The word 'critical" has three meanings which are dangerous, important, and disapproving. The purpose of this blog is to examine important or over-looked cultural, political, artistic, or historical issues of our time. Also, this blog is intended to be educational.
Friday, July 15, 2016
Dorothea Lange: Photographer of the Great Depression
Dorothea Lange One should really use the camera as
though tomorrow you’d be stricken blind.- Dorothea Lange
Dorothea Lange was a photographer
whose portraits of displaced farmers during the Great Depression greatly influenced
later documentary photography.
* * *
Great Depression, Dorothea Lange photographed the unemployed men who wandered
the streets. Her photographs of migrant workers were often presented with
captions featuring the words of the workers themselves. Lange’s first
exhibition, held in 1934, established her reputation as a skilled documentary
photographer. In 1940, she received the Guggenheim Fellowship.
One of the preeminent and pioneering documentary photographers
of the 20th century, Dorothea Lange was born Dorothea Nutzhorn on May 26, 1895,
in Hoboken, New Jersey. Her father, Heinrich Nutzhorn, was a lawyer, and her
mother, Johanna, stayed at home to raise Dorothea and her brother, Martin.
was 7, Dorothea contracted polio, which left her right leg and foot noticeably
weakened. Later, however, she’d feel almost appreciative of the effects the
illness had on her life. “[It] was the most important thing that happened to
me, and formed me, guided me, instructed me, helped me and humiliated me,” she
before Dorothea reached her teen years, her parents divorced. Dorothea grew to
blame the separation on her father and eventually dropped his surname and took
her mother’s maiden name, Lange, as her own.
literature were big parts of Lange’s upbringing. Her parents were both strong
advocates for her education, and exposure to creative works filled her
high school, Lange, who’d never shown much interest in academics, decided to
pursue photography as a profession. She studied the art form at Columbia
University, and then, over the next several years, cut her teeth as an
apprentice, working for several different photographers, including Arnold
Genthe, a leading portrait photographer.
Lange was living in San Francisco and soon running a successful portrait
studio. With her husband, muralist Maynard Dixon, she had two sons and settled
into the comfortable middle-class life she’d known as a child.
Lange’s first real taste of documentary photography came in
the 1920s when she traveled around the Southwest with Dixon, mostly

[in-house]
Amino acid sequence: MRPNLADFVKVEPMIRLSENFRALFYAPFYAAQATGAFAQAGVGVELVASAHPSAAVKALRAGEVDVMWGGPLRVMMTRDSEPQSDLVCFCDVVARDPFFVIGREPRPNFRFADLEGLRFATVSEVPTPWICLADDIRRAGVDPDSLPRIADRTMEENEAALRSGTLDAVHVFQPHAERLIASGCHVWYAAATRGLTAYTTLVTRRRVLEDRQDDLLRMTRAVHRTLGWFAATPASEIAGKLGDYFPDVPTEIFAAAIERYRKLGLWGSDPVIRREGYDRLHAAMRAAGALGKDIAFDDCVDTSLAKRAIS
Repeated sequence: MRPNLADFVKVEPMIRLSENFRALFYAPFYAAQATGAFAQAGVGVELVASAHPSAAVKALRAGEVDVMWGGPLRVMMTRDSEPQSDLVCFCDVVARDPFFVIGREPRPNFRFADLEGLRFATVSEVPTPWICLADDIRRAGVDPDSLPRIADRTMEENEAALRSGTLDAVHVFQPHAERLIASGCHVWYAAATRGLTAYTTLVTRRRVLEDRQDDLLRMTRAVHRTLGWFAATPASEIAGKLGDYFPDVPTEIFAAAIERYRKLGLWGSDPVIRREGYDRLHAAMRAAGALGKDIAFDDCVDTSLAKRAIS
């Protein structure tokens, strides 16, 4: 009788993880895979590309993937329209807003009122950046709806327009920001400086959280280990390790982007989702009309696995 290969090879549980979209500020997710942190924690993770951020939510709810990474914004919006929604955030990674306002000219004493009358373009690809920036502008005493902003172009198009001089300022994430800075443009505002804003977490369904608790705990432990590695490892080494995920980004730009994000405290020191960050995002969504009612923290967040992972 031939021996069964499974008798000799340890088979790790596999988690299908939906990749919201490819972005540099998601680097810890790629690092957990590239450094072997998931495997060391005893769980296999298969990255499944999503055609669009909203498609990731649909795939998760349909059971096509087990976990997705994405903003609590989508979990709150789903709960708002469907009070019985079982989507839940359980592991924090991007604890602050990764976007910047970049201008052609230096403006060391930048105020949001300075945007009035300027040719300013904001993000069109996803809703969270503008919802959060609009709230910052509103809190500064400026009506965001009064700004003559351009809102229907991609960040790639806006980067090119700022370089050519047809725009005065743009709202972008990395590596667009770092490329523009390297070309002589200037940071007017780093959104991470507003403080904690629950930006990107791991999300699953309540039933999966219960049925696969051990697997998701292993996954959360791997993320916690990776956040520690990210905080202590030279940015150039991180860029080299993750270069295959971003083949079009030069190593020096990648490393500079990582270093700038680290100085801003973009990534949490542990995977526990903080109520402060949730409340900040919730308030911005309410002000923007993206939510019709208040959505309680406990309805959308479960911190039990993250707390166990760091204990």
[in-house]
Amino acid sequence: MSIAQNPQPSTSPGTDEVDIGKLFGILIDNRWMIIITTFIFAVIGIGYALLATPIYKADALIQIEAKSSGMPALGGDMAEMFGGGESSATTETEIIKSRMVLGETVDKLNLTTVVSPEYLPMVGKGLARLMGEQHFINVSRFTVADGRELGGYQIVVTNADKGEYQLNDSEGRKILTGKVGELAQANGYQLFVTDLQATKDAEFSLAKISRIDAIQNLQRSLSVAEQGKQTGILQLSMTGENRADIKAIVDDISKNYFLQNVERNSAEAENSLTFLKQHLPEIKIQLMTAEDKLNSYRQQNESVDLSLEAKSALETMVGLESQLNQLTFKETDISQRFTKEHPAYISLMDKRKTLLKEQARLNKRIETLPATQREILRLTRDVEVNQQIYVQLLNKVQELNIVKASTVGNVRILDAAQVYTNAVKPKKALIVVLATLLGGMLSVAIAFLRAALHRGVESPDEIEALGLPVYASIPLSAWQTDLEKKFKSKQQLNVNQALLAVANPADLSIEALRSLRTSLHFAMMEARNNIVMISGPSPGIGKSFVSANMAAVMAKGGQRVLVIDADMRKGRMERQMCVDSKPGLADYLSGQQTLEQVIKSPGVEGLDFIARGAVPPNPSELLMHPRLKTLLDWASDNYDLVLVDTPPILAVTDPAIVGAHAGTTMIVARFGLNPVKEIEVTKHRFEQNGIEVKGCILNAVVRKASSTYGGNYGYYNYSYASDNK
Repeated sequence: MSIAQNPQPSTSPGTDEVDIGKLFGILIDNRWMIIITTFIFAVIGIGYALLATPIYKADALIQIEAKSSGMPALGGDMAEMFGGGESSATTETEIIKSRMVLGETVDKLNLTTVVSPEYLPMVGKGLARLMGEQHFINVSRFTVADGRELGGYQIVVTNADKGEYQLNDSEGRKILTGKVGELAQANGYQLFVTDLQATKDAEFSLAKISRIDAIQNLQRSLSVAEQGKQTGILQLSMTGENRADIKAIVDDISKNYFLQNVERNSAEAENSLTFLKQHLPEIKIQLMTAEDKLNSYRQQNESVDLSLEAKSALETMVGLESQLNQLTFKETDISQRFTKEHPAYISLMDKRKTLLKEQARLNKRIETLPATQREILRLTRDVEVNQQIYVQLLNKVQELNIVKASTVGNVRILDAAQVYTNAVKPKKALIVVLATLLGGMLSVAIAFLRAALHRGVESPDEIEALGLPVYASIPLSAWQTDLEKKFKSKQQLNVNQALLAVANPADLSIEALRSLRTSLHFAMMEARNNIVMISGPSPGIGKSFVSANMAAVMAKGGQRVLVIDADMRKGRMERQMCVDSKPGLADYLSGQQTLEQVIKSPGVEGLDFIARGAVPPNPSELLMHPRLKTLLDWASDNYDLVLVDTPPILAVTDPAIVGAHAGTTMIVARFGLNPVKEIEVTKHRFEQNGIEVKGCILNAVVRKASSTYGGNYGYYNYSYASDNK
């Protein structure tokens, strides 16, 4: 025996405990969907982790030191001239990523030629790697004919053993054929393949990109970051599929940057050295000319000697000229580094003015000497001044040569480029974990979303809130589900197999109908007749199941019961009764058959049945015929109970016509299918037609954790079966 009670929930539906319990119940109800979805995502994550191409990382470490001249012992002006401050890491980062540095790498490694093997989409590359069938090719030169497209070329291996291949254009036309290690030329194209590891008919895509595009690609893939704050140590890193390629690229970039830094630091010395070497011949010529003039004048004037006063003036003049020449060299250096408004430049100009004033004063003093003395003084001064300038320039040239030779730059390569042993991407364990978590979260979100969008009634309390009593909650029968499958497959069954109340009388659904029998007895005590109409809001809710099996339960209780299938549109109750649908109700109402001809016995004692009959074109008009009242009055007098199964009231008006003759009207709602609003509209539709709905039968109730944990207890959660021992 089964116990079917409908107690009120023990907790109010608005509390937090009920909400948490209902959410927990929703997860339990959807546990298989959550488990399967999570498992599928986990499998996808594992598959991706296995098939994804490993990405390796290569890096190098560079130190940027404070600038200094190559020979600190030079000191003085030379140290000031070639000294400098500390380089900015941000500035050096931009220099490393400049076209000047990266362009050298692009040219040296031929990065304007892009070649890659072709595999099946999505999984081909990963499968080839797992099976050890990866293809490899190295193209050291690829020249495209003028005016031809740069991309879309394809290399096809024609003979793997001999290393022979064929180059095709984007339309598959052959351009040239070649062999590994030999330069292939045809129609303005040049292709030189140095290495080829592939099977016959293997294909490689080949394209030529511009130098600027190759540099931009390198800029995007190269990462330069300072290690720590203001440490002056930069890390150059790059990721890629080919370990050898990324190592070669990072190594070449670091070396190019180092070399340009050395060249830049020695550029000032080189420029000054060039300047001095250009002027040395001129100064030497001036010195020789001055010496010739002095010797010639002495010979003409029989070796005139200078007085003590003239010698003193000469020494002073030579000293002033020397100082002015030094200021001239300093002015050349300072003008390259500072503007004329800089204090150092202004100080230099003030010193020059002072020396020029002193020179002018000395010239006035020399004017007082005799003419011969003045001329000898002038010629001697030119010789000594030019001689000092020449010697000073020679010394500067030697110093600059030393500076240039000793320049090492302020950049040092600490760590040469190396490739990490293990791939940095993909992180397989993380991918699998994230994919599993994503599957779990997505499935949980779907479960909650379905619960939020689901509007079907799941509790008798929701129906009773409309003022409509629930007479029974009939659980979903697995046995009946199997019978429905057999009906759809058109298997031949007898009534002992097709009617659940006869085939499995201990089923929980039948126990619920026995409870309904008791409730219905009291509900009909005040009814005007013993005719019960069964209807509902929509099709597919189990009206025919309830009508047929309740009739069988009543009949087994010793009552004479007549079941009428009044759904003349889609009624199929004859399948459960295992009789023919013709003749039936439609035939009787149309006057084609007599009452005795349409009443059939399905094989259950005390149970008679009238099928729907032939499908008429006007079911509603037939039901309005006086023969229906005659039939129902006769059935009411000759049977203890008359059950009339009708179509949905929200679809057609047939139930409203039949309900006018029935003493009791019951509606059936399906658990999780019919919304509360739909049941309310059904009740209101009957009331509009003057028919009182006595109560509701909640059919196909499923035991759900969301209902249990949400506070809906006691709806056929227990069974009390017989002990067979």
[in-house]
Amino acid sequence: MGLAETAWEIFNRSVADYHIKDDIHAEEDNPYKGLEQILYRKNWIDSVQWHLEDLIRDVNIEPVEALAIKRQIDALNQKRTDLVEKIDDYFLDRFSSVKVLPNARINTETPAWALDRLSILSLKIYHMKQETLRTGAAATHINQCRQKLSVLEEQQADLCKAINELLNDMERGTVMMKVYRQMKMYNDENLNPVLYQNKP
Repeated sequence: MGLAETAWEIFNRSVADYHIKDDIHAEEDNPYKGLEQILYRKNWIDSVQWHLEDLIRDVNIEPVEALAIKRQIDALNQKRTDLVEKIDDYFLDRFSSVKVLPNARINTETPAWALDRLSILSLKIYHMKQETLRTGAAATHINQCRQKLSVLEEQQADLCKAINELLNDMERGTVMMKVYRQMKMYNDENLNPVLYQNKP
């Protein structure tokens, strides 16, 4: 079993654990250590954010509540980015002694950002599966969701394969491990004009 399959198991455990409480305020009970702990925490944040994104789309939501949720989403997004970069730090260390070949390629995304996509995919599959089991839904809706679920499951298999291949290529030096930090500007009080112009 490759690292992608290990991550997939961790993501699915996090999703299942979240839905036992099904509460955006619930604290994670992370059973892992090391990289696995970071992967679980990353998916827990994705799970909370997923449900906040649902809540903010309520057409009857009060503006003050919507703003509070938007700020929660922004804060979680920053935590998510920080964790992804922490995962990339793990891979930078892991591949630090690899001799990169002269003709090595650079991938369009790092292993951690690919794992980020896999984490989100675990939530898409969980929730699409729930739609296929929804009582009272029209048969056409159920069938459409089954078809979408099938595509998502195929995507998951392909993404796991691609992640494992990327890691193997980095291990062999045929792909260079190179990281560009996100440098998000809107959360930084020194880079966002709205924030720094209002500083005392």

photographing Native Americans. With the onslaught of the Great Depression in
the 1930s, she trained her camera on what she started to see in her own San
Francisco neighborhoods: labor strikes and breadlines.
early 1930s, Lange, mired in an unhappy marriage, met Paul Taylor, a university
professor and labor economist. Their attraction was immediate, and by 1935,
both had left their respective spouses to be with each other.
next five years, the couple traveled extensively together, documenting the
rural hardship they encountered for the Farm Security Administration,
established by the U.S. Agriculture Department. Taylor wrote reports, and Lange
photographed the people they met. This body of work included Lange’s most
well-known portrait, Migrant Mother, an iconic image from
this period that gently and beautifully captured the hardship and pain of what
so many Americans were experiencing. The work now hangs in the Library of
would later note, Lange’s access to the inner lives of these struggling
Americans was the result of patience and careful consideration of the people
she photographed. “Her method of work,” Taylor later said, “was often to just
saunter up to the people and look around, and then when she saw something that
she wanted to photograph, to quietly take her camera, look at it, and if she
saw that they objected, why, she would close it up and not take a photograph,
or perhaps she would wait until… they were used to her.”
Lange became the first woman awarded a Guggenheim fellowship.
Following America’s entrance into World War II, Lange was
hired by the Office of War Information (OWI) to photograph the internment of
Japanese Americans. In 1945, she was employed again by the OWI, this time to
document the San Francisco conference that created the United Nations.
battled increasing health problems over the last two decades of her life, Lange
stayed active. She co-founded Aperture, a small publishing house
that produces a periodical and high-end photography books. She took on
assignments for Life magazine, traveling through Utah, Ireland and Death
Valley. She also accompanied her husband on his work-related assignments in
Pakistan, Korea and Vietnam, among other places, documenting what she saw along
passed away from esophageal cancer in October 1965.
Lange sometimes grew frustrated that her work didn’t always provoke society to
correct the injustices she documented, her photography has endured and greatly
influenced generations of documentary photographers.